Late-Harvest Greens


Greens are easy to cook and so, so good!

By FamilyTime

 Lush bunches of Swiss chard, kale, spinach, mustard greens, turnip greens, and beet greens are fresh in the markets in great quantity in the fall. They look so inviting, it’s hard not to buy them. 

Why hesitate? When cooked correctly they are absolutely delicious as accompaniments to roast meats and pan-cooked fish. Don't let the size of the bunches scare you. They shrink when cooked.  You know this if you have ever cooked fresh spinach. 

How to Cook Greens
Greens can be steamed, wilted, or added to soups and stews. Begin with freshly washed leaves; discard tough stems and any shriveled or leathery outer leaves. (Soak the greens in a sink or bowl full of cold water to clean them.) A little water clinging to the leaves helps them cook.

Steaming: Put an inch or so of water in the bottom of large pan with a tight-fitting lid or in a steamer. When the water boils, pile the greens in a steaming basket and cook, tightly covered, until tender.

Spinach will steam in less than a minute; Swiss chard in three to five minutes. Turnip, mustard and beet greens require about 10 minutes, while kale and collard greens require 15 to 20 minutes.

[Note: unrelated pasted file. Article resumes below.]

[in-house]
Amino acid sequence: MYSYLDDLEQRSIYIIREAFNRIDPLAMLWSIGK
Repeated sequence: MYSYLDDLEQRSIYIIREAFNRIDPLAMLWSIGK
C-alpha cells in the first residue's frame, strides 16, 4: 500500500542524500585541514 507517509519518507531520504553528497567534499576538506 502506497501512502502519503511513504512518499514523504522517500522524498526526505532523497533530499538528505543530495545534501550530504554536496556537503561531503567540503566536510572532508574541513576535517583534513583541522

Wilting: This is an excellent way to cook greens. Begin with a tablespoon or two of fat in a large skillet -- classically bacon fat, although butter and olive oil work well, too.

When the fat is hot, add a generous handful of torn greens and let them cook for about a minute over medium heat. The leaves will wilt so that you can add the next handful.

Keep adding the greens until all are wilted. Stir the cooking greens, tossing the first ones with later batches.

Dressing up the Greens
For variety, toss some chopped garlic or shallots in the pan just before putting in the greens.

When the greens are cooked, toss them with crisp bacon, pancetta, pine nuts, or roasted cashews. Season them with a sprinkling of balsamic vinegar or fruity olive oil as well as salt and pepper.

Wilted and steamed greens are great tossed with pasta and stirred into rice dishes.

Add them to vegetable or bean soups and stews this winter by stirring handfuls of torn greens into the simmering pots. The greens will wilt quickly and add fresh flavor.

The dark leafy greens are good for you, but best of all, they taste great!